Nisar takes finance director post | News

OTTUMWA — By trade, Waseem Nisar is a certified public accountant who’s worked with budgets close to a quarter-billion dollars per year that included a capital budget.

By trade — and at heart — he’s a teacher. In his view, both can be benefits in his new role.

Nisar was hired as the City of Ottumwa’s new finance director, ending a nine-month vacancy in one of the highest-profile posts in city government. Nisar began his duties Monday and still has some things to learn about local government finance, but he’s eager to delve in.

“Teacher might be a little heavy word in this context, but I like the words ‘coaching’ and ‘explaining,'” Nisar chuckled during an interview with The Courier Thursday. “I have done that part in all my life. I know a lot of people aren’t finance people, so I bring it down to their level and make sure they understand how important finance is.

“I think finance is probably the most important function of any entity,” he said. “If your finance is good, everybody will be happy.”

Nisar worked for a branch of the U.S. Department of Justice as a business manager for 21 years, while also dabbling as an adjunct lecturer at two different colleges in the Chicago area. He has degrees in both accounting and finance, and is a CPA.

“When I look at the position requirements, I think my background pretty much aligned with what I have done, wanted to do and continue to do,” he said. “My background is not particularly with city government, but I know pretty well what government accounting and finances look like.”

City administrator Philip Rath had taken on the finance director role on an interim basis after Kala Mulder’s resignation in February. Rath believes Nisar’s time as a teacher will come in handy when city staff and council begin meeting for budget discussions in the coming months.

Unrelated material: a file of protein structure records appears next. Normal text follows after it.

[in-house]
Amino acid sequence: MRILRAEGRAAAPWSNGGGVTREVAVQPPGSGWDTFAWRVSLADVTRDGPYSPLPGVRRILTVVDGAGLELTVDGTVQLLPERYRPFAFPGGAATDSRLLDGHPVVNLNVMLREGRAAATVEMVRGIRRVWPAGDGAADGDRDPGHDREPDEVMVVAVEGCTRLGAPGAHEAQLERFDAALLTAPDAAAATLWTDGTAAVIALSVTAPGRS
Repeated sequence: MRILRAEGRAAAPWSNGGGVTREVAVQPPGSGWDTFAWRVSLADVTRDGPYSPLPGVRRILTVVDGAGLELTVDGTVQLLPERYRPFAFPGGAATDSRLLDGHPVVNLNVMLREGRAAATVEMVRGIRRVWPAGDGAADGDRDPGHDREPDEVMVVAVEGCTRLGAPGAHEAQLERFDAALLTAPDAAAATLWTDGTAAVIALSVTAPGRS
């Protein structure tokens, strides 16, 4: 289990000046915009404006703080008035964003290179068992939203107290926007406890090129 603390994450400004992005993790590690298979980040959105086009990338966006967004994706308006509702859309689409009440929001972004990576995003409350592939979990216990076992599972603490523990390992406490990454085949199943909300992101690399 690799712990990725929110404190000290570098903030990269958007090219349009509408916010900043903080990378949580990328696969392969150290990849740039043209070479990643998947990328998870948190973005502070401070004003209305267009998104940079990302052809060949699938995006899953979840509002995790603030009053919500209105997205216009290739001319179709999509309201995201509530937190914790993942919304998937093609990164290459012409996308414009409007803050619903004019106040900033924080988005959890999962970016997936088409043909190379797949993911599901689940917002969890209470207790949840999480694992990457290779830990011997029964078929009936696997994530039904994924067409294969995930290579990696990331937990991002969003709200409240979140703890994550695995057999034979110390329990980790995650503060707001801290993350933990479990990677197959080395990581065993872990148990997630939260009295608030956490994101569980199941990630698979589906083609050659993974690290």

“That was a benefit we weren’t expecting, but I’m hoping he’ll be able to take some financial terms, whether it’s talking about the budget or specific bonding, and be able to explain that to the public and the elected officials,” Rath said. “We have a very young staff in the finance department, so (he) can help them mature in their roles.”

“Absolutely, for sure, I think I will have to be patient. I always felt like I got good feedback because in some of the classes I taught, there were younger adults with a different understanding of finance from practical experiences,” Nisar said. “There is obviously a learning curve, but it’s my job to know what people’s backgrounds are.”

When Rath was hired as city administrator in 2020, he wanted to the city to take a “priority-based” bent to budgeting, where return-on-investment is key and quality-of-life improvements could bring money to the city.

“I think Phil probably got the sense that I am one of those people who will tell you what I feel, what the numbers are,” Nisar said. “I won’t beat around the bushes. I will just tell them, ‘This is what the facts are.’ I will tell them the story from my perspective, and let them decide.”

Nisar said the appeal of a smaller community was a major reason for taking the job. He believes in “the safety and well-being of the citizens” without compromising either.

“You don’t want to shortcut those issues,” he said. “You make decisions and go from there, but rest assured that will not compromise on the safety and well-being of the citizens.

“I’m just looking forward to getting better equipped to answer everybody’s questions,” Nisar said. “Give me a little bit of time to grab the whole situation and we’ll go from there. I’m looking forward to serving here.”


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